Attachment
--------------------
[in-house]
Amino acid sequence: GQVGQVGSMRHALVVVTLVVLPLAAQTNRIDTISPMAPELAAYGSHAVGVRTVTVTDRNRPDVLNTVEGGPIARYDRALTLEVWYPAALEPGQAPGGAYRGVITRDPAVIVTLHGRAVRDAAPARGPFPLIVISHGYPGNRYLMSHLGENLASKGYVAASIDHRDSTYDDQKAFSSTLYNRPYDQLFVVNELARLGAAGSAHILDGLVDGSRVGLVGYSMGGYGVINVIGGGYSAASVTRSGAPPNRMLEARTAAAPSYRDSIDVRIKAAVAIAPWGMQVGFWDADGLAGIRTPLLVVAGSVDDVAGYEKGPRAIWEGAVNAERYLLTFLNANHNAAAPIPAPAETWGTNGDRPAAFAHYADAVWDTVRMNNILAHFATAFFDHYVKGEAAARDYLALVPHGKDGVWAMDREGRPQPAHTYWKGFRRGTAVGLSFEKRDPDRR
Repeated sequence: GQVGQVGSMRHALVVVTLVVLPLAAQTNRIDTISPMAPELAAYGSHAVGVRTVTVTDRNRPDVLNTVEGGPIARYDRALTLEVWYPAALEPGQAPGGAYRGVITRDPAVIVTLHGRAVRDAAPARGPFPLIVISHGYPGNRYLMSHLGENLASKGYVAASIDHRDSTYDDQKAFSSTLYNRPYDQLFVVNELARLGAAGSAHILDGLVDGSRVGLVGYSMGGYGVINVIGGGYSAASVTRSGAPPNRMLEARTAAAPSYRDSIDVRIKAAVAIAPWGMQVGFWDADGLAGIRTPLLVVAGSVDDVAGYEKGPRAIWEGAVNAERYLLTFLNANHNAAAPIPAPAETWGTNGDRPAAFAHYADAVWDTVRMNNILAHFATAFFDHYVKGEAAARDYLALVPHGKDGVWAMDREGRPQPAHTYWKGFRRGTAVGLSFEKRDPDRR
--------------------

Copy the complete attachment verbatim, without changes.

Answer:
[in-house]
Amino acid sequence: GQVGQVGSMRHALVVVTLVVLPLAAQTNRIDTISPMAPELAAYGSHAVGVRTVTVTDRNRPDVLNTVEGGPIARYDRALTLEVWYPAALEPGQAPGGAYRGVITRDPAVIVTLHGRAVRDAAPARGPFPLIVISHGYPGNRYLMSHLGENLASKGYVAASIDHRDSTYDDQKAFSSTLYNRPYDQLFVVNELARLGAAGSAHILDGLVDGSRVGLVGYSMGGYGVINVIGGGYSAASVTRSGAPPNRMLEARTAAAPSYRDSIDVRIKAAVAIAPWGMQVGFWDADGLAGIRTPLLVVAGSVDDVAGYEKGPRAIWEGAVNAERYLLTFLNANHNAAAPIPAPAETWGTNGDRPAAFAHYADAVWDTVRMNNILAHFATAFFDHYVKGEAAARDYLALVPHGKDGVWAMDREGRPQPAHTYWKGFRRGTAVGLSFEKRDPDRR
Repeated sequence: GQVGQVGSMRHALVVVTLVVLPLAAQTNRIDTISPMAPELAAYGSHAVGVRTVTVTDRNRPDVLNTVEGGPIARYDRALTLEVWYPAALEPGQAPGGAYRGVITRDPAVIVTLHGRAVRDAAPARGPFPLIVISHGYPGNRYLMSHLGENLASKGYVAASIDHRDSTYDDQKAFSSTLYNRPYDQLFVVNELARLGAAGSAHILDGLVDGSRVGLVGYSMGGYGVINVIGGGYSAASVTRSGAPPNRMLEARTAAAPSYRDSIDVRIKAAVAIAPWGMQVGFWDADGLAGIRTPLLVVAGSVDDVAGYEKGPRAIWEGAVNAERYLLTFLNANHNAAAPIPAPAETWGTNGDRPAAFAHYADAVWDTVRMNNILAHFATAFFDHYVKGEAAARDYLALVPHGKDGVWAMDREGRPQPAHTYWKGFRRGTAVGLSFEKRDPDRR